To record effort, at the beginning of the day I started recording my path in the Gaia GPS app and reset my car's trip odometer. At the end of the day I had my car miles on the car's odometer, and got my foot miles by subtracting the car miles from the total miles on my phone's GPS path distance. Hours in car and on foot were estimated.

So how was the birding? It was pretty good for my first time in this area! I found 85 species and here are some highlights. The Don-Ell RV park was one of my first stops and it turned out to be great. In their pond were a pair of Mottled Ducks, Least Grebes, and this Anhinga:

Anhinga - 1

The dense woods and brush around their pond had lots of invasive Brazilian Pepper bushes and Chinese Tallow trees, but it also had lots of Gray Catbirds, Yellow-rumped Warblers, Common Yellowthroats, Hermit Thrushes, and this first-winter Black-throated Green Warbler:

Black-throated Green Warbler - 1

At the neighborhood points I found lots of Eastern Phoebes, House Wrens, Yellow-rumped Warblers, Northern Cardinals, a few Carolina Wrens, Black-crested Titmice, and White-eyed Vireos, a Pine Warbler, a Blue-headed Vireo, a Golden-fronted Woodpecker, and even had a flock of Snow Geese fly over me:

Snow Goose Flock - 1

The area around the Prairie View Cemetery was a good spot. I found a Loggerhead Shrike, a pair of Red-tailed Hawks, three Vermilion Flycatchers, and my only Yellow-bellied Sapsucker of the day, eating Chinese Tallow Tree berries:

Yellow-bellied Sapsucker - 1

Colleen Simpson (@colleenm) had previously created a Google Map of the Port Aransas count circle with all the separate areas marked. The day after the count I figured out how to add my Aransas Pass waypoints to it as a separate layer. Each has some notes about the spot. Hopefully we can build on Colleen's map to help us plan and improve the count in the future. Here were my Aransas Pass areas and waypoints:

Screen Shot 2018-12-23 at 1.28.44 PM

Here are a few more photos on Flickr. And see attached observations below.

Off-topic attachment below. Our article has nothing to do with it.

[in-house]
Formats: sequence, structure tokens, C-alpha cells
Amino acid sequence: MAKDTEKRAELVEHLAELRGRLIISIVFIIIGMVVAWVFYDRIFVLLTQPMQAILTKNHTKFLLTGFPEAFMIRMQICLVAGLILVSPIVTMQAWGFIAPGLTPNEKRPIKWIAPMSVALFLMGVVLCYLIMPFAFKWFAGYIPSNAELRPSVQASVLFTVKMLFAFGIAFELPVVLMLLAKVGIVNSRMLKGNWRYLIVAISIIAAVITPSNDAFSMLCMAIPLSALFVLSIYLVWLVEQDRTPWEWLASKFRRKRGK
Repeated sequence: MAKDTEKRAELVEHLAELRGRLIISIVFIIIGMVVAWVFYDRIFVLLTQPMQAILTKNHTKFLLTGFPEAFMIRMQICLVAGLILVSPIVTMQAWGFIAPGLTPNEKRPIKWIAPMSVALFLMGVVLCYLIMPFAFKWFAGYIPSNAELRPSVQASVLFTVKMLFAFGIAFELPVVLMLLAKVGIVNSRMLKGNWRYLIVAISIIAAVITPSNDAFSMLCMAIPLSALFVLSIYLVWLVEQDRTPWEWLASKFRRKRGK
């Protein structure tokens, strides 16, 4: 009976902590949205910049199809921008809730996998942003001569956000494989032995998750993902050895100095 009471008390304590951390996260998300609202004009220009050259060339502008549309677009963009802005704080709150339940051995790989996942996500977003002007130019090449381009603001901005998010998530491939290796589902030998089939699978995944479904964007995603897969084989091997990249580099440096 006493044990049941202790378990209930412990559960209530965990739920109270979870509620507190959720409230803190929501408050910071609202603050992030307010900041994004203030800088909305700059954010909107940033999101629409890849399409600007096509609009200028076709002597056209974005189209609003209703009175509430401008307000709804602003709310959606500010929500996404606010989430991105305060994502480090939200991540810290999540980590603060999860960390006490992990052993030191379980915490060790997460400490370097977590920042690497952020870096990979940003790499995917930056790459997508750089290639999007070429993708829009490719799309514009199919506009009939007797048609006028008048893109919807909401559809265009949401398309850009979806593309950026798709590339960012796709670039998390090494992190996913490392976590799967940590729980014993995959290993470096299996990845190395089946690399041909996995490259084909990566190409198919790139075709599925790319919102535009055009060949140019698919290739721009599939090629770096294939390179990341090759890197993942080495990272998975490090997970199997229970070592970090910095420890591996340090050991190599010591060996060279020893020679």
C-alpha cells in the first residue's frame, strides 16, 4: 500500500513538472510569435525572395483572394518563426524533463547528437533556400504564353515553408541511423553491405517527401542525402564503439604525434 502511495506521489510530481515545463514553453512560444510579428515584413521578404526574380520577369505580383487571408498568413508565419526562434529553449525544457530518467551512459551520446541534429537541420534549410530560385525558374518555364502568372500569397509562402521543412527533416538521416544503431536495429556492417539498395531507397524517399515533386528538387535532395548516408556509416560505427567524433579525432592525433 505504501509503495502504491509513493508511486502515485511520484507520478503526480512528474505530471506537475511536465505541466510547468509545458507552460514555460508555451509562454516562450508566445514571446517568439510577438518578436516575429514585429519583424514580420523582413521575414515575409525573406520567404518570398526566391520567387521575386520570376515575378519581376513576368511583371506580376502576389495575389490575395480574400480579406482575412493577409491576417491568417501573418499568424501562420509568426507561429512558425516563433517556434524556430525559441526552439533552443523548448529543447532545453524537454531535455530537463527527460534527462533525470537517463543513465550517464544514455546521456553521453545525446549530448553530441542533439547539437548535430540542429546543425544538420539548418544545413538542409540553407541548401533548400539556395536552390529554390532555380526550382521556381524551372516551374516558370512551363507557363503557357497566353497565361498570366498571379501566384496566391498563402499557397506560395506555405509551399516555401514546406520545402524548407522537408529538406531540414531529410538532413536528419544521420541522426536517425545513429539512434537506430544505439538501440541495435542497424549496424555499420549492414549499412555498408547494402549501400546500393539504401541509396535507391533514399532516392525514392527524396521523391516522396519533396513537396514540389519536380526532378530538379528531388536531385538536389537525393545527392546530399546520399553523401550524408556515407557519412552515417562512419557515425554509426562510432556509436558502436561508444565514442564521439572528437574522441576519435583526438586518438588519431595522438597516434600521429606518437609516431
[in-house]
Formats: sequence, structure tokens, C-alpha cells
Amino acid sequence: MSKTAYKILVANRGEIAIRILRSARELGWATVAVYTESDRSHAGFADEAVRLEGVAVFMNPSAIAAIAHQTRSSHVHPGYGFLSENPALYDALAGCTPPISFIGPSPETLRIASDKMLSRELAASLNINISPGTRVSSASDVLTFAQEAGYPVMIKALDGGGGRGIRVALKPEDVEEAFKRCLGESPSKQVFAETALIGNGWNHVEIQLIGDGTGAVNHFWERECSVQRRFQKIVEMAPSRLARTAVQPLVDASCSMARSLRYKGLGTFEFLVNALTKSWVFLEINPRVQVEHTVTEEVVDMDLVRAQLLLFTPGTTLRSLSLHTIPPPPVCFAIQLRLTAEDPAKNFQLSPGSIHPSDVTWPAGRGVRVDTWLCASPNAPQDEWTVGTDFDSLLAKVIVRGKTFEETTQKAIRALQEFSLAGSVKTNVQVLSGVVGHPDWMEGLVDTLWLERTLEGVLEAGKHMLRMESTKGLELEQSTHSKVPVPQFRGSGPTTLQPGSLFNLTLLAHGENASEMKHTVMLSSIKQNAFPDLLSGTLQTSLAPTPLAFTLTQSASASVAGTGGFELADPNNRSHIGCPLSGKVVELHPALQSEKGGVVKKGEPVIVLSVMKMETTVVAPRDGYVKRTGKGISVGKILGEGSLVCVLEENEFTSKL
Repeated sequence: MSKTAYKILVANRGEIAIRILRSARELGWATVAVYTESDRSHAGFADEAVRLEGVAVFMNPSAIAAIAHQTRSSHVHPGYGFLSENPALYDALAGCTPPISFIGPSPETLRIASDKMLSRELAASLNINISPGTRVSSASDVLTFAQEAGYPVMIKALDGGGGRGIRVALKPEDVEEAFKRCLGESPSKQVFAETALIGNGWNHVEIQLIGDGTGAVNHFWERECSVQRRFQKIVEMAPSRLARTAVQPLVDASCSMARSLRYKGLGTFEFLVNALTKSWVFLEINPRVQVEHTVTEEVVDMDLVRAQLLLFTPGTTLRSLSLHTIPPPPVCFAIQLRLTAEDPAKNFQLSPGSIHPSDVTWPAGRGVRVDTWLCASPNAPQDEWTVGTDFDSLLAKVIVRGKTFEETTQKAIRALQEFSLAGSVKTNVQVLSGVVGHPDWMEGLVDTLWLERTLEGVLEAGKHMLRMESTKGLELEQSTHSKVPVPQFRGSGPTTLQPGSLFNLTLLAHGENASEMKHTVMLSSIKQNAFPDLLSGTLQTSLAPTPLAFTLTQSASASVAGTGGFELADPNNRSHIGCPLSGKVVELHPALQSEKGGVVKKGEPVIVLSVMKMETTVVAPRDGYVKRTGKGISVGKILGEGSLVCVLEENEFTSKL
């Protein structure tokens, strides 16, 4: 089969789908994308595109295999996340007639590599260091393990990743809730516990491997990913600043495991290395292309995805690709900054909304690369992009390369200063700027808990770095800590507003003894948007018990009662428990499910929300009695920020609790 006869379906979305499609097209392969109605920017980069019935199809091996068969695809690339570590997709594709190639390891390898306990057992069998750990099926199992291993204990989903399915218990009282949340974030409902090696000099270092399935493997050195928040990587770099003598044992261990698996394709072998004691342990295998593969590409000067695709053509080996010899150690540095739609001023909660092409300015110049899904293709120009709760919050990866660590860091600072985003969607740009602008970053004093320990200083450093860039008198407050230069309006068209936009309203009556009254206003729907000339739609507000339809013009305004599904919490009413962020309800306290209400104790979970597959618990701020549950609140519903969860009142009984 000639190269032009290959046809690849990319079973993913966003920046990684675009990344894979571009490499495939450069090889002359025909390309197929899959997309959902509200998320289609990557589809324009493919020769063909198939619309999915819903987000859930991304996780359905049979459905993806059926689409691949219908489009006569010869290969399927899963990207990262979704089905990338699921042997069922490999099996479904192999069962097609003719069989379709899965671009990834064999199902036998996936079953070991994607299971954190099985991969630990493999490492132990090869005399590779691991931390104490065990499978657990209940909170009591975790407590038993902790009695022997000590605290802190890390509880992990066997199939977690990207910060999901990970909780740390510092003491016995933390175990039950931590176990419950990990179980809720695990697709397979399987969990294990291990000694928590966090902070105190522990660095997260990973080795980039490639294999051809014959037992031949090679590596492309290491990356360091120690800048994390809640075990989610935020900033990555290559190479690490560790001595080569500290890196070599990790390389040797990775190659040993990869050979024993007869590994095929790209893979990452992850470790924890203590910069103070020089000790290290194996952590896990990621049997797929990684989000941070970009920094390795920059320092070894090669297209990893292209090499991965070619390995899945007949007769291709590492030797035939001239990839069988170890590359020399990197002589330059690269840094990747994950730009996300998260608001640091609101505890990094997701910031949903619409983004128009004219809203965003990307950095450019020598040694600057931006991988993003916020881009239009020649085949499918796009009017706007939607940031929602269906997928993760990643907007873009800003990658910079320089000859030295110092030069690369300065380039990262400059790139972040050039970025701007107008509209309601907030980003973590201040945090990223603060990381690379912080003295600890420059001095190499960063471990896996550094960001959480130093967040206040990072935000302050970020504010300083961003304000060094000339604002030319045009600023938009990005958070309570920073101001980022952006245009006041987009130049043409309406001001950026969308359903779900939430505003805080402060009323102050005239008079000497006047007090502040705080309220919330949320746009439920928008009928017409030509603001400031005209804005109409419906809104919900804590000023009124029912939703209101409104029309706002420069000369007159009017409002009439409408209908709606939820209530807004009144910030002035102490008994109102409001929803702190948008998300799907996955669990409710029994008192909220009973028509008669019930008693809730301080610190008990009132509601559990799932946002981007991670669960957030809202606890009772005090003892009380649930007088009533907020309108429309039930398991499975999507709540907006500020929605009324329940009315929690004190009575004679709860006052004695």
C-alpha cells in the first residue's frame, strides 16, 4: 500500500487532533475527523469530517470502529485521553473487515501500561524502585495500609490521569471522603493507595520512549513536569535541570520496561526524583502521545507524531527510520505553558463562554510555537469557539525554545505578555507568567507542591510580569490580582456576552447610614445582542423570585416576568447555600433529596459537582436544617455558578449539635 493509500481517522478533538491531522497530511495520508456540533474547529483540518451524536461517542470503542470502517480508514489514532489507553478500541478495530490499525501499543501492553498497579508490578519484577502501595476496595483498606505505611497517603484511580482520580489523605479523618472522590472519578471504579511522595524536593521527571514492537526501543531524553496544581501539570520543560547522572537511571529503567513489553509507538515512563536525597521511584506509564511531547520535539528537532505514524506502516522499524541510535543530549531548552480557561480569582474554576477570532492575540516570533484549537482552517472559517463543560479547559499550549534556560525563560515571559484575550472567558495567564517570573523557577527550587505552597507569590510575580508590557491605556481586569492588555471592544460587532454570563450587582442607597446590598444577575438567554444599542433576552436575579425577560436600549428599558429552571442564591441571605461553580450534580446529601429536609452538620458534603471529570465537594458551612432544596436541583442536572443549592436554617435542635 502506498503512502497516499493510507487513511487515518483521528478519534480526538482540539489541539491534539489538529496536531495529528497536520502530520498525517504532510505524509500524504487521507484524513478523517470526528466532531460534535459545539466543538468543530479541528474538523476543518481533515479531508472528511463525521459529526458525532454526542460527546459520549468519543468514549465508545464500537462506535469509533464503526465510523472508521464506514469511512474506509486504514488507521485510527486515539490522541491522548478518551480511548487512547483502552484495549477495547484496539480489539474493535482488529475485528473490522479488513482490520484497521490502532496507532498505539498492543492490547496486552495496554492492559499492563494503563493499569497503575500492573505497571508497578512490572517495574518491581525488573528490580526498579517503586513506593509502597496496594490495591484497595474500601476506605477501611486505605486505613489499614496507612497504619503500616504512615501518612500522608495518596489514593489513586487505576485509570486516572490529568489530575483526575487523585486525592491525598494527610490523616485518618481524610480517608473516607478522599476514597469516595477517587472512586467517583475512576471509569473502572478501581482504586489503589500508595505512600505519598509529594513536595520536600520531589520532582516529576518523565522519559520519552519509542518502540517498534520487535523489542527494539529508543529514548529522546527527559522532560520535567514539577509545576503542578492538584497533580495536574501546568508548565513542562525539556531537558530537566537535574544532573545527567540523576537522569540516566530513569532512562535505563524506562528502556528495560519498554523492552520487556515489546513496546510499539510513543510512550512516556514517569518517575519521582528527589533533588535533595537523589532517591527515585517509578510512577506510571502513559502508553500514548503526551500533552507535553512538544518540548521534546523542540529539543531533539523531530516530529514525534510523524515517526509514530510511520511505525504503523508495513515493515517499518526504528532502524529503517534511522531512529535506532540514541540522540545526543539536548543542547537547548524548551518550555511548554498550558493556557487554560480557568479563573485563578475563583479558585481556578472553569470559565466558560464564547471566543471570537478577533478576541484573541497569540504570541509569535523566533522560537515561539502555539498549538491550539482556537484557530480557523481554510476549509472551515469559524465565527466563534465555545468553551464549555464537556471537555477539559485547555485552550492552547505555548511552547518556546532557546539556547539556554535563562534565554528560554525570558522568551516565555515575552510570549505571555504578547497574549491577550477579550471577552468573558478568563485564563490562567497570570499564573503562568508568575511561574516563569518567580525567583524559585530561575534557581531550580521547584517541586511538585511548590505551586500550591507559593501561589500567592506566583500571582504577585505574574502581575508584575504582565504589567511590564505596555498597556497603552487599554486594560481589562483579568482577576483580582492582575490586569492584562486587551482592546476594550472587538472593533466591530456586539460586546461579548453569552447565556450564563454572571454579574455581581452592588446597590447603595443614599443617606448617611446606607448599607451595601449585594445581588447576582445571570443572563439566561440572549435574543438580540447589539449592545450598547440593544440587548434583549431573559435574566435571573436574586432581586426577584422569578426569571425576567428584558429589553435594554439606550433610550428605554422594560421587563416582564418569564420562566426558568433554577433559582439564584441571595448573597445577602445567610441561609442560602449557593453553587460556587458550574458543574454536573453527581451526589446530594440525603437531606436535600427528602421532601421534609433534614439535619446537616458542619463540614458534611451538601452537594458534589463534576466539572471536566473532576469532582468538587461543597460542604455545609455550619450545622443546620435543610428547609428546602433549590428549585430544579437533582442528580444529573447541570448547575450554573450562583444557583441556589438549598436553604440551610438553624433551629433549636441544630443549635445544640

Posted on 23 December, 2018 20:59 by mikaelb mikaelb | 21 observations | 0 comments | Leave a comment

26 December, 2018

White-cloaked Tiger Beetle in Texas

While I was participating in the Aransas National Wildlife Refuge Christmas Bird Count, I found this tiger beetle on the mud flats by St. Charles Bay:

White-cloaked Tiger Beetle (Eunota togata) - 1

A couple days later I uploaded it as an observation and identified it as a White-cloaked Tiger Beetle. I've seen this species a few times before on the Port Aransas Nature Preserve at Charlie's Pasture. Later I noticed that the observation had automatically been added to the iNat project Texas Invertebrate Species of Conservation Need. This project tracks observations of invertebrates that are listed on the Texas Parks and Wildlife Department's Species of Greatest Conservation Need (SGCN) list. Very interesting! And on this list this species is listed as occurring in the Chihuahuan Deserts ecoregion out in west Texas. But none of the Texas observations in iNaturalist are in this region. They are mostly along the coast in the Gulf Coast Prairies and Marshes ecoregion.

Here are all the Texas observations.
(All Texas image records in are also from this ecoregion.)

So what's the story here? Did the Texas SGCN list mis-categorize this species? Is it only of conservation need within the Chihuahuan Deserts ecoregion? I don't know. But world-wide, there are currently only 36 observations in iNaturalist of this species, so I think it's probably of concern everywhere. I'll certainly keep my eyes out for it in the future, and I'd love to know more about its status.

I'm happy that this little investigation got me to read more about the Texas SGCN list, and about the Texas Conservation Action Plan it's a part of. I was impressed by how readable and accessible the list and the action plan are on TPWD's web site. I encourage anyone who wants to learn more about the big picture of conservation in Texas (and how you can be a part of it) to read at least the action plan overview document.

Also, I'm impressed with Tiger Beetles. They're a diverse, colorful, active, interesting, and accessible group of animals to observe.

Posted on 26 December, 2018 15:58 by mikaelb mikaelb | 1 observation | 5 comments | Leave a comment